Goldman Sachs Group Inc. and funds managed by the firm raised $1.09 billion selling stock in Facebook Inc.’s initial public offering, cashing out almost half their stake in the social network.
The investment bank and its funds offered 28.7 million of the 65.9 million shares they own at $38 apiece, the top of the price range. Goldman Sachs sold 6.18 million of its own holdings, raising $235 million. The number of shares being offered by Goldman Sachs was included in a filing yesterday by Menlo Park, California-based Facebook.
The investment gain helps validate Goldman Sachs Chief Executive Officer Lloyd C. Blankfein’s business model and a January 2011 transaction that threatened to undermine efforts to improve his New York-based company’s reputation after it settled fraud claims a year earlier. U.S. regulators are drafting rules to prevent banks that receive federal backing from making risky bets with their own money.
“What risks should government-insured banks be taking? What if, hypothetically, Facebook had imploded?” asked Benjamin B. Wallace, an analyst at Westborough, Massachusetts-based Grimes & Co., which manages about $1 billion and doesn’t hold Goldman Sachs shares. “This is what happens when it works out.”
Goldman Sachs and its funds could sell 4.3 million more shares -- bringing the total raised to as much as $1.25 billion at the $38 price -- if the IPO’s underwriters decide there’s enough demand, according to Facebook’s filing. If that so-called greenshoe option is exercised, the investment bank and its funds will have cut their holdings 50 percent. Underwriters include Morgan Stanley, JPMorgan Chase & Co. and Goldman Sachs.
Goldman Sachs created a special-purpose vehicle to bundle the holdings under one name and sell the stock to wealthy clients. That kept it from running afoul of securities rules mandating that companies with at least 500 investors meet U.S. Securities and Exchange Commission reporting requirements. Jon Stewart, discussing the deal on Comedy Central’s “The Daily Show,” joked at the time, “Oh Goldman, is there any regulation’s intent you can’t subvert?”
A document for investors disclosed that Goldman Sachs might sell or hedge its stake without warning clients, underscoring potential conflicts in the firm’s business model of investing its own money as well as advising customers. The bank eventually said it canceled an offering of Facebook shares to U.S. investors amid concern that “intense media attention” may violate rules limiting marketing of private securities. Only offshore clients could participate in the deal.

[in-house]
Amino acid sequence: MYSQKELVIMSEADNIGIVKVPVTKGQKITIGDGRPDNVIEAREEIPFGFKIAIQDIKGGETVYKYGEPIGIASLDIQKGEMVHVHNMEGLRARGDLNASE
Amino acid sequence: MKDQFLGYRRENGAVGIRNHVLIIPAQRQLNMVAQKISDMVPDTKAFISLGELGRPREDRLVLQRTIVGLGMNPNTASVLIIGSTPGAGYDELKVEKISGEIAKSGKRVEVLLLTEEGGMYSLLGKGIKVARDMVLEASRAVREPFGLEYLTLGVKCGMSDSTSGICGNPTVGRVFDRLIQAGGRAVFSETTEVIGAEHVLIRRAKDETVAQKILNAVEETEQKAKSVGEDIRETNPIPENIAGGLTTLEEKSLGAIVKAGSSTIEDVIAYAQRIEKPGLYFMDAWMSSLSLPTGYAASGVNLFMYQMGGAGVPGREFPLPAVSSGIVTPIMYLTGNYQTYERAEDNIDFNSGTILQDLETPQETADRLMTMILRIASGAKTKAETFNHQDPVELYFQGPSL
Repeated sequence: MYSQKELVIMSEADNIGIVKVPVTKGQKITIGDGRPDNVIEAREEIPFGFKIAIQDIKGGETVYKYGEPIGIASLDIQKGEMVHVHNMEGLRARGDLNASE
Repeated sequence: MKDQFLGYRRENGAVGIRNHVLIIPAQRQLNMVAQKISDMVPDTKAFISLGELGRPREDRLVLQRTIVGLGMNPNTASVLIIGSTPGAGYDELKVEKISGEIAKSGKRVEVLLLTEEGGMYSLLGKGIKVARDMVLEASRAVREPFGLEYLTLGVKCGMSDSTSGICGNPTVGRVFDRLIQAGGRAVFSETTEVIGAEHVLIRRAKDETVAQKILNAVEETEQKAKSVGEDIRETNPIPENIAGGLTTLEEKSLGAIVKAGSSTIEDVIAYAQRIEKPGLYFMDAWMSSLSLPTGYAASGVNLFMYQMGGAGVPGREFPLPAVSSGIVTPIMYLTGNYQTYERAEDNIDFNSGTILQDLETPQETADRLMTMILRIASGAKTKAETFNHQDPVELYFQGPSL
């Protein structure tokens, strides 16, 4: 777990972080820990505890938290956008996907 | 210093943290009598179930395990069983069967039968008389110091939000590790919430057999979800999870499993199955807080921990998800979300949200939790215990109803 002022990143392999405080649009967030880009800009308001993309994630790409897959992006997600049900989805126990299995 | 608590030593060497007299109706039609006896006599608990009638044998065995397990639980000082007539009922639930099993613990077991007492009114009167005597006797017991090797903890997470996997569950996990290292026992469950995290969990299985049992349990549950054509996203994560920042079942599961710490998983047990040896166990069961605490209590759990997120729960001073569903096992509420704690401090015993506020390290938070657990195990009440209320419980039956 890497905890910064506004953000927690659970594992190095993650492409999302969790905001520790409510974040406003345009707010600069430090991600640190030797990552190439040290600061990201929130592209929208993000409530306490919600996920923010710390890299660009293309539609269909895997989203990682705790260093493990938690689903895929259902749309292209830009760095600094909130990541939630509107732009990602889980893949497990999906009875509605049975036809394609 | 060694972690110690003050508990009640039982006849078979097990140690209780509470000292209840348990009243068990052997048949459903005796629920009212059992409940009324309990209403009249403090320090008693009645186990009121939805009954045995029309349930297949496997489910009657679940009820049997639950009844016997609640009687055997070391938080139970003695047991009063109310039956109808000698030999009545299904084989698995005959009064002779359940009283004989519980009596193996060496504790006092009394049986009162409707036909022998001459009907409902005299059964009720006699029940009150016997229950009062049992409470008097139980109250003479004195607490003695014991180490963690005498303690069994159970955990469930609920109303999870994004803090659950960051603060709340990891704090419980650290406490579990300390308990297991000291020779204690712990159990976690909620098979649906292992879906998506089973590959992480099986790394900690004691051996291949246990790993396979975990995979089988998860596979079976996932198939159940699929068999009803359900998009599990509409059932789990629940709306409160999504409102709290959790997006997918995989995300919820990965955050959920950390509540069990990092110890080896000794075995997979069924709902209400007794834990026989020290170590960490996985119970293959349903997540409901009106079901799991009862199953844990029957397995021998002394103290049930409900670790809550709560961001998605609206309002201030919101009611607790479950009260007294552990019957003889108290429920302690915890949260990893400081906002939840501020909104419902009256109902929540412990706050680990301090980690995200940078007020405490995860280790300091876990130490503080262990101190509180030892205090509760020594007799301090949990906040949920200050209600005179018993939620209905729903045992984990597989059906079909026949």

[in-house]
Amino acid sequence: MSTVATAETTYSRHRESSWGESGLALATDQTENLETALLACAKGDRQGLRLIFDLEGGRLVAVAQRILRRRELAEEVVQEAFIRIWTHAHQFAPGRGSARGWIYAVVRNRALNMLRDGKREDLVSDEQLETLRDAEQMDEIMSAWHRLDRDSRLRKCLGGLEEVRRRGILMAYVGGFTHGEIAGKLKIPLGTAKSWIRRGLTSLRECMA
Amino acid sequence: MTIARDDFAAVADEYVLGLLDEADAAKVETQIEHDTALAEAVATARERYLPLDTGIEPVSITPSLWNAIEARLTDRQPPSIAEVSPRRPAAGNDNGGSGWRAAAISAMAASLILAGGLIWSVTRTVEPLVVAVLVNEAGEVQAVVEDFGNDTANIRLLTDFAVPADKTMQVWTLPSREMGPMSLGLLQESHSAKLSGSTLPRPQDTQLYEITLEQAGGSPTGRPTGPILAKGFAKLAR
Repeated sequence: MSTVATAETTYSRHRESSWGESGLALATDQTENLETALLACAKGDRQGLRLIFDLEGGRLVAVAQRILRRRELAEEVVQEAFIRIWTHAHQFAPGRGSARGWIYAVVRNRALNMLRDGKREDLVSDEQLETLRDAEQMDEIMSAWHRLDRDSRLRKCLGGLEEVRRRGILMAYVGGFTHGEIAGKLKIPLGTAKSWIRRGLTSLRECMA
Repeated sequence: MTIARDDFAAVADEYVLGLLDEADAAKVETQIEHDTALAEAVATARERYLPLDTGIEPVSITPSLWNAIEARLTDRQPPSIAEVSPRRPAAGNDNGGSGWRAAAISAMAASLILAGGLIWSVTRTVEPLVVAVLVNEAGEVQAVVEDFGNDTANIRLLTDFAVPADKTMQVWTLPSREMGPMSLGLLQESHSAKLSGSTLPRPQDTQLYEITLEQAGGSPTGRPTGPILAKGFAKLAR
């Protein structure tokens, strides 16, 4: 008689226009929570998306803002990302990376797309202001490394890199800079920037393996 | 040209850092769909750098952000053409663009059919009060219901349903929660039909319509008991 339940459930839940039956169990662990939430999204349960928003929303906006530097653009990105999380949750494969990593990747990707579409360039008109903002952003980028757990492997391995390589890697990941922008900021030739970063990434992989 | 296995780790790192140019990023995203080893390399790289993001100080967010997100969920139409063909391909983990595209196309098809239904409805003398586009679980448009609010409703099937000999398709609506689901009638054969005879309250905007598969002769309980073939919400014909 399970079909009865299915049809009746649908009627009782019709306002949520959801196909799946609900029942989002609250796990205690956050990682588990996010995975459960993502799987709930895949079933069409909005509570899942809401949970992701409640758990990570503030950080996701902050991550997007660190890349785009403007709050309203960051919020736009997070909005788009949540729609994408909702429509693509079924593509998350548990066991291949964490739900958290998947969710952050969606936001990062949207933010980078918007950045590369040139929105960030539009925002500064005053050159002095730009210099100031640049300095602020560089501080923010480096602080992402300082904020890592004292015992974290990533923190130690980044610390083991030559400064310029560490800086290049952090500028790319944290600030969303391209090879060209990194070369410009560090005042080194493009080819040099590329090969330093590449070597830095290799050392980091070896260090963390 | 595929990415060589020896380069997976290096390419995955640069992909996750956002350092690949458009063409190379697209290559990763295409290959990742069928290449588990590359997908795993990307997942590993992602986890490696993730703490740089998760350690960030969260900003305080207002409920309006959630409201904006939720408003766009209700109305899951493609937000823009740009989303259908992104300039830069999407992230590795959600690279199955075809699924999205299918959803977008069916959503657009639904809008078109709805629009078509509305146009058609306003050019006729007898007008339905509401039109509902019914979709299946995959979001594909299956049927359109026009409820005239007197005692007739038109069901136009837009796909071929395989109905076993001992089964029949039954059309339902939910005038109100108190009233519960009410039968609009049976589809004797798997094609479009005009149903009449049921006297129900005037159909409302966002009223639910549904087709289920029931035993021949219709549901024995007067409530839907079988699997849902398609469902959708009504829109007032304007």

“Investing for clients, that’s certainly something they should be doing,” Wallace said about Goldman Sachs. “If, instead of investing proprietary money you pool investor money and manage that, there’s still an opportunity” for Goldman Sachs, he said.
The IPO, the largest by a technology company, values Facebook at more than $104 billion. That’s more than double the $50 billion value at which Goldman Sachs offered $1 billion of stock to non-U.S. clients in January 2011. The firm and the Goldman Sachs Investment Partners hedge fund run by Raanan A. Agus bought $450 million of Facebook stock.
A Bloomberg poll in late January 2011 found that 69 percent of global investors, traders and analysts surveyed thought the $50 billion valuation was too high.
What Goldman Gets
Goldman Sachs, the fifth-largest U.S. bank by assets, sold 6.18 million of the 14.2 million shares it owns for its own account, according to Facebook’s filing. The sale price values the firm’s total investment at $540 million, of which Goldman Sachs is cashing in $235 million in the IPO. If the greenshoe is exercised at $38, Goldman Sachs will raise an additional $35 million. That would cut the size of its holding to 7.1 million shares, valued at $270 million.
The gain on Goldman Sachs’s Facebook stake will be recognized in second-quarter results, helping to mitigate “weakness in investment banking and trading revenue,” Edward Najarian, an analyst at International Strategy & Investment Group Inc., wrote in a research note this week. He cut his second-quarter earnings per share estimate for Goldman Sachs to $2 from $2.60.
GSIP, the fund run by Agus, sold 1.57 million of the 3.61 million Facebook shares it holds in two investment pools, according to the filing. The IPO helped GSIP raise $59.6 million and a greenshoe at the same price would add $8.9 million, leaving GSIP with 1.8 million shares valued at $69 million.
Goldman Sachs’s non-U.S. clients, whose Facebook shares are held in a Cayman Islands-based investment pool called FBDC Investors Offshore Holdings LP, sold 20.9 million shares for $795 million. A greenshoe at the same price would raise another $119 million and leave the investor pool with 24.1 million shares worth $914 million at $38 a share.
Michael DuVally, a Goldman Sachs spokesman, declined to comment on the share sales.